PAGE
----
National Report – Serbia


Serbia is located in the central part of the Balkan peninsula. Its population excluding Kosovo is 7.15 million (2011 Census). Migrations are a significant socio-demographic phenomenon in Serbia. In the 90’s Serbia became major destination for numerous refugees from ex-Yugoslavia break-away republics (Slovenia, Croatia and Bosnia and Herzegovina). During the war in Kosovo in 1999 more than 200,000 people flied to Central Serbia and stayed until today bearing the status of the internally displaced persons (IDPs). Since 2015 and emerging of the so called Balkans migration route, Serbia has been the transit country for refugees and economic migrants from Middle East and Africa that are crossing the country in order to reach their final destinations in Western Europe.

Data about migrations in Serbia is collected in accordance with the Regulation 862/2007 of the European Parliament and the Council on Community statistics on migration and international protection [1]. 

Map showingthe Western Balkan migrant route to the EU, with close-up of Serbia-Hungary border © AFP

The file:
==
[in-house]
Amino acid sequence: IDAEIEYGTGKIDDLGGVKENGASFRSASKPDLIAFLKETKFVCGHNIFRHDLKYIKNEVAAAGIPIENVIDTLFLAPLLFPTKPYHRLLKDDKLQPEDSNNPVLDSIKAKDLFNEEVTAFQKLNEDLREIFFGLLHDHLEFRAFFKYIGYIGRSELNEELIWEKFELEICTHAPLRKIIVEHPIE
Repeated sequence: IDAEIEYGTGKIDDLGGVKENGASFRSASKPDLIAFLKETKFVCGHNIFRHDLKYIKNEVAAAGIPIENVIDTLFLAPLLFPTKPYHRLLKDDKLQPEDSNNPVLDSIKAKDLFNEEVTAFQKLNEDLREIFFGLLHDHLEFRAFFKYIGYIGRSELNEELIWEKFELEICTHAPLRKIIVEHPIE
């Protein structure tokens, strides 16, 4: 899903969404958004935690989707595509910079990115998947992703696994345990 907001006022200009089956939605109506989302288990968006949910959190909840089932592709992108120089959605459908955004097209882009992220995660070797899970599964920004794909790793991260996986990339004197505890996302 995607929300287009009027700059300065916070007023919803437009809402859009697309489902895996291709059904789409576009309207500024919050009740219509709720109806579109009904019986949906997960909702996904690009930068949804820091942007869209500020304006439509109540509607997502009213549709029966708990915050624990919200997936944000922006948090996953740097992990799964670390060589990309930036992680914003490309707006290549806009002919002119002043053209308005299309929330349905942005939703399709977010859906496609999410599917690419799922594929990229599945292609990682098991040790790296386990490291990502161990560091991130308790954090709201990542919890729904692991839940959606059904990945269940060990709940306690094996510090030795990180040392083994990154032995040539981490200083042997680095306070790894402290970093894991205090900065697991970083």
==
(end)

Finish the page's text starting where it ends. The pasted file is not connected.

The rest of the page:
Balkans migration route

Balkans migration route stretches from Grece, over Macedonia and/or Bulgaria, to Hungary and Croatia towards Austria and Germany as migrants final destinations, placing Serbia in the middle of this corridor. In 2015 the total of 579,518 migrants comming from the Middle East and North African countries, registered as asylum seekers[2]. Out of this number, 313,335 were adult men, 92,188 adult women, and 173.284 children and youth. Majority (52%) were from Sirya, 28% from Afganistan, and 13% from Iraq.




In comparison with 16,500 asylum seekers that registered in 2014, this is a significant increase.

Out of the total number of those registered as asylum seekers, only 0.1% sougth asylum in Serbia while others said they plan to seek it in Western Europe. Final traveling destinations of migrants passing through Serbia are mostly Germany and Austria. In Serbia, migrants stay for the period of several days up to several months, i.e. as much as it takes to organize the continuation of their journey to the EU, and passing the border with Hungary and Croatia. 

Returnees on the basis of the Readmission Agreements

In 2015. the total of 4,974 Serbian citizens were returned to Serbia on the basis of the Readmission Agreement between Serbia and the EU. Out of this number ¾ were from Germany. 

Age structure of the returnees is constituted of 60 % of children and youth (33% age 0-14, 27% age 15-29).

Looking at ethnical structure, 82% of the returnees are Roma whereas 10% are Serbs.

Refugees from 90’s

In 2015, there were 35,295 registered refugees with temporary residence in Serbia (KIRS, 2015). Out of this number, 74% were from Croatia, 26% from Bosnia and Herzegovina, 45 persons (0.001%) from Slovenia and 1 person from Macedonia.